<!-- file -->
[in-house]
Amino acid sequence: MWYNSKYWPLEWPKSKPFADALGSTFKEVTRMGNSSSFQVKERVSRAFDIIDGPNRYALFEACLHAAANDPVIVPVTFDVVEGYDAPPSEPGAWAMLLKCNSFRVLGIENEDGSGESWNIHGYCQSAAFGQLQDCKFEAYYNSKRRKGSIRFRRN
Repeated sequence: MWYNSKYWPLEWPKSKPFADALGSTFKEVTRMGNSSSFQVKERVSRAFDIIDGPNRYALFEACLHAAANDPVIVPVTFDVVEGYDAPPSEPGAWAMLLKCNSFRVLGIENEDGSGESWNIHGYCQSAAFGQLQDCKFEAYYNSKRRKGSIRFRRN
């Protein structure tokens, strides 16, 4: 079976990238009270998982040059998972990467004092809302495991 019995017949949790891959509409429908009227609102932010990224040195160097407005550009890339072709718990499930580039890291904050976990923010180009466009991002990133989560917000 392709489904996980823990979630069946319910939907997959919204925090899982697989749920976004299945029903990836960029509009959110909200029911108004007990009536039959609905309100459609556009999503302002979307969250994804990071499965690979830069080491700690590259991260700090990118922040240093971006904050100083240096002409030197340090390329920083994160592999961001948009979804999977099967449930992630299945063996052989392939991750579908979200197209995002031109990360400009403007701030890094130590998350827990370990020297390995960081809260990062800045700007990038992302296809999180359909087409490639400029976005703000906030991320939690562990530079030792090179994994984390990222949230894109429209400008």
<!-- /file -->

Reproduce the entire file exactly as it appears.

[in-house]
Amino acid sequence: MWYNSKYWPLEWPKSKPFADALGSTFKEVTRMGNSSSFQVKERVSRAFDIIDGPNRYALFEACLHAAANDPVIVPVTFDVVEGYDAPPSEPGAWAMLLKCNSFRVLGIENEDGSGESWNIHGYCQSAAFGQLQDCKFEAYYNSKRRKGSIRFRRN
Repeated sequence: MWYNSKYWPLEWPKSKPFADALGSTFKEVTRMGNSSSFQVKERVSRAFDIIDGPNRYALFEACLHAAANDPVIVPVTFDVVEGYDAPPSEPGAWAMLLKCNSFRVLGIENEDGSGESWNIHGYCQSAAFGQLQDCKFEAYYNSKRRKGSIRFRRN
């Protein structure tokens, strides 16, 4: 079976990238009270998982040059998972990467004092809302495991 019995017949949790891959509409429908009227609102932010990224040195160097407005550009890339072709718990499930580039890291904050976990923010180009466009991002990133989560917000 392709489904996980823990979630069946319910939907997959919204925090899982697989749920976004299945029903990836960029509009959110909200029911108004007990009536039959609905309100459609556009999503302002979307969250994804990071499965690979830069080491700690590259991260700090990118922040240093971006904050100083240096002409030197340090390329920083994160592999961001948009979804999977099967449930992630299945063996052989392939991750579908979200197209995002031109990360400009403007701030890094130590998350827990370990020297390995960081809260990062800045700007990038992302296809999180359909087409490639400029976005703000906030991320939690562990530079030792090179994994984390990222949230894109429209400008």